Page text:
I'd like to know the precise meaning of "conscientiously" in this excerpt from the chapter five of The Great Gatsby:
Amid the welcome confusion of cups and cakes a certain physical decency established itself. Gatsby got himself into a shadow and while Daisy and I talked looked conscientiously from one to the other of us with tense unhappy eyes. However, as calmness wasn’t an end in itself I made an excuse at the first possible moment and got to my feet.
1 Answer | Add Yours
The afternoon in which Nick arranges for Gatsby to meet Daisy is a nerve wracking one for Gatsby. He has been worried that the meeting must go absolutely perfect. Gatsby made sure that the flowers were ordered, that Nick's lawn was cut, and that he, himself, looked the part of someone who is meeting his dream. When Daisy does not show up until exactly 4:00, or a couple of minutes before it, Gatsby is almost deathly ill out of nerves. When Nick goes out to greet Daisy, Gatbsy struggles to find a perfect posture, something that would make him appear to Daisy how she appears to him. An impossibility in its own right, Gatsby tries to lean on a mantelpiece, but only succeeds in leaning against an old and defunct clock, causing it to fall to the ground and break into pieces.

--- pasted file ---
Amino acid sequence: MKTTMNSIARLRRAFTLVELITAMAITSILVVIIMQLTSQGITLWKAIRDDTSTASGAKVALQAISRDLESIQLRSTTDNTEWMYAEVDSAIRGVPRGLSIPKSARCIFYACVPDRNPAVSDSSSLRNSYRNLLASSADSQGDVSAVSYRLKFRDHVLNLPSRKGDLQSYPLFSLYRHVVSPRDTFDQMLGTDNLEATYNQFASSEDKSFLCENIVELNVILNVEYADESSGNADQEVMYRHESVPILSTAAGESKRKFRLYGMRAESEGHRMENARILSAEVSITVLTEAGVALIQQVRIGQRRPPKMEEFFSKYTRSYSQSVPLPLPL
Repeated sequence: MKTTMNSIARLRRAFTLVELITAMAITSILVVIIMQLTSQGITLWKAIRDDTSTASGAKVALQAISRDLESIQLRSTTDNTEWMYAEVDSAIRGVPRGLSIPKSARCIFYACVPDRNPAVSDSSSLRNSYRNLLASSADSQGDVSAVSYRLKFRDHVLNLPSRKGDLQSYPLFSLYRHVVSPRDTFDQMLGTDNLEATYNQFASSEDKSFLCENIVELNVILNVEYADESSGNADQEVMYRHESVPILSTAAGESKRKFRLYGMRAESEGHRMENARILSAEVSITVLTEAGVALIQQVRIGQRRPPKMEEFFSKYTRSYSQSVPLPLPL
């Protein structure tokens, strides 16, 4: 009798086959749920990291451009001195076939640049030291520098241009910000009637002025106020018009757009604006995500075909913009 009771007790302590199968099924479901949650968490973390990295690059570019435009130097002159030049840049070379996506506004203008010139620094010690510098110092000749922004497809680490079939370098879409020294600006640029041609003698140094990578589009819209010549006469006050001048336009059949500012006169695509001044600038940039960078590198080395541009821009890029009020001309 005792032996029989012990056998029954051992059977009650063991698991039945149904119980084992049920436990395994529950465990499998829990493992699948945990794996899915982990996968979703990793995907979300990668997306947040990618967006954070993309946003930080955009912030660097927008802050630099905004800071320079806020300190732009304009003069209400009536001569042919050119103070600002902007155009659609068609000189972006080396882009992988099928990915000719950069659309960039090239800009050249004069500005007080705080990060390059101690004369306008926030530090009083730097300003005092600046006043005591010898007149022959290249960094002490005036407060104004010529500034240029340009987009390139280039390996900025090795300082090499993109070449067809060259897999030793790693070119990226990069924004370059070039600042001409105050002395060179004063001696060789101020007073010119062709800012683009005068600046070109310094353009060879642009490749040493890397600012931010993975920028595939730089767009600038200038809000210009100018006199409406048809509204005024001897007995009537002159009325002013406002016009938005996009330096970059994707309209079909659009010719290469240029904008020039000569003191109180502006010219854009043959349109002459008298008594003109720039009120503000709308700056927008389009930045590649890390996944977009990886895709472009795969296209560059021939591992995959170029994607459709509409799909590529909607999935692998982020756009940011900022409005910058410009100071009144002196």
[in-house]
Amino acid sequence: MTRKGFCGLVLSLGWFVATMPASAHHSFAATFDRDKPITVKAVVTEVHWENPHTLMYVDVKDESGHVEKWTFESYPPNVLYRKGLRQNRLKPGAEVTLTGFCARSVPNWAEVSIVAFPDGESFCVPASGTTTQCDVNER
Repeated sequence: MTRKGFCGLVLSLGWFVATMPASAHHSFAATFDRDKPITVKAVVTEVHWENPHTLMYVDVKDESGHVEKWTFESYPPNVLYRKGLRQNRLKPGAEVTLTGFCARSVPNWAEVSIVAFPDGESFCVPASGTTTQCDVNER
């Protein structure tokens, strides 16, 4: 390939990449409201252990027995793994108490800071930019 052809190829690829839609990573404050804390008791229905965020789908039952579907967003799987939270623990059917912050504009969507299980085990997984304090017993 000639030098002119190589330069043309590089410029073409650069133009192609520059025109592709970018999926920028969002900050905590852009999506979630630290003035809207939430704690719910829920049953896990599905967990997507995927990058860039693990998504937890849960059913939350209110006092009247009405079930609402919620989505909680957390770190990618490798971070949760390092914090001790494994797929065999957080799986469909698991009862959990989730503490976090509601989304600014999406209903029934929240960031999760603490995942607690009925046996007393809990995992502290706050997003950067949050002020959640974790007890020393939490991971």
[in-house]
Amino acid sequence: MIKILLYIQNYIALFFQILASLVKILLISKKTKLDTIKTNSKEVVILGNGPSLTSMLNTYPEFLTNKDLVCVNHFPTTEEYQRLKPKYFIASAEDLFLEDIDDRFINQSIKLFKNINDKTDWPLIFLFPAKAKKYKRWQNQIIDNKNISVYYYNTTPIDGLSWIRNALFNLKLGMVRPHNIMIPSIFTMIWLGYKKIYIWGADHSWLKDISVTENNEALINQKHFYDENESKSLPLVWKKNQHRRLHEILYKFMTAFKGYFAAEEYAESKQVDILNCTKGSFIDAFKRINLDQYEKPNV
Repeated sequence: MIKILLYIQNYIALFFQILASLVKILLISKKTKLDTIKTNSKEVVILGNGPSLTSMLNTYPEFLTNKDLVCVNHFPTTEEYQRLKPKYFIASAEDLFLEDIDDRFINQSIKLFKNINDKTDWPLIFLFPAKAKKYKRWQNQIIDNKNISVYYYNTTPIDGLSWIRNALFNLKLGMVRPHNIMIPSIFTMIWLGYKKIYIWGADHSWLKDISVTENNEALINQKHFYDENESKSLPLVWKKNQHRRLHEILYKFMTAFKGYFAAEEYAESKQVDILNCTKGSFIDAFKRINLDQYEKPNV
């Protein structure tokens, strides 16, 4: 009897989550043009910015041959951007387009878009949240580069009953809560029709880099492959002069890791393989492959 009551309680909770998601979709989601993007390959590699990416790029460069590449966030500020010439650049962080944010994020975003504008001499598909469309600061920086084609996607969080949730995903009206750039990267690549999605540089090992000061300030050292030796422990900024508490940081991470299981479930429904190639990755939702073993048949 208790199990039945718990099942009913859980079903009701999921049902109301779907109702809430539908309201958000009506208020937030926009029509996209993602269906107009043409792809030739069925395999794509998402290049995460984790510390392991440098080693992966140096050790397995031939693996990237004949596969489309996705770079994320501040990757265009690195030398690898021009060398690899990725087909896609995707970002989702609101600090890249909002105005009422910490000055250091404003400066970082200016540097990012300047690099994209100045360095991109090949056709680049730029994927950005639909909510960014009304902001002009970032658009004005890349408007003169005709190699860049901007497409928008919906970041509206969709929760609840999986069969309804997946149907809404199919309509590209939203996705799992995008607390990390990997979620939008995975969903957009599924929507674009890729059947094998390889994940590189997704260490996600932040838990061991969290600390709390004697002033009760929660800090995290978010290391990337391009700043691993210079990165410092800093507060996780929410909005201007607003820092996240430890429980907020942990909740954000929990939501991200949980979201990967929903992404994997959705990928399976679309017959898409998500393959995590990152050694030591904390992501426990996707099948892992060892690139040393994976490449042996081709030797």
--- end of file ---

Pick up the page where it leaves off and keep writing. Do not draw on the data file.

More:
After this slight awkwardness, the afternon tea continues. To a great extent, Gatsby is envious of how easy Nick is able to banter freely with Daisy. Gatsby remarks that it has almost been five years since Gatsby has seen Daisy. Remembering the exact time that has elapsed takes both Nick and Daisy by surprise, but it reflects how much he idealizes Daisy. The fact that he cannot speak to Daisy so easily along with how stressed he feels by the weight of expectation causes him to almost be a "third wheel" in the scene.
It is for this reason that he "conscientiously" watches both Daisy and Nick. In this setting, "conscientiously" can be defined as almost painstaking detail, and in a scrutinizing manner. He watched both freely talk, doing what he wished he could do at that moment. His watching both of them with a painstaking approach reflects how he is so very close to his dream, but also reflects the horrific anticipation and weight of expectation that accompanies such proximity.
We’ve answered 288,221 questions. We can answer yours, too.Ask a question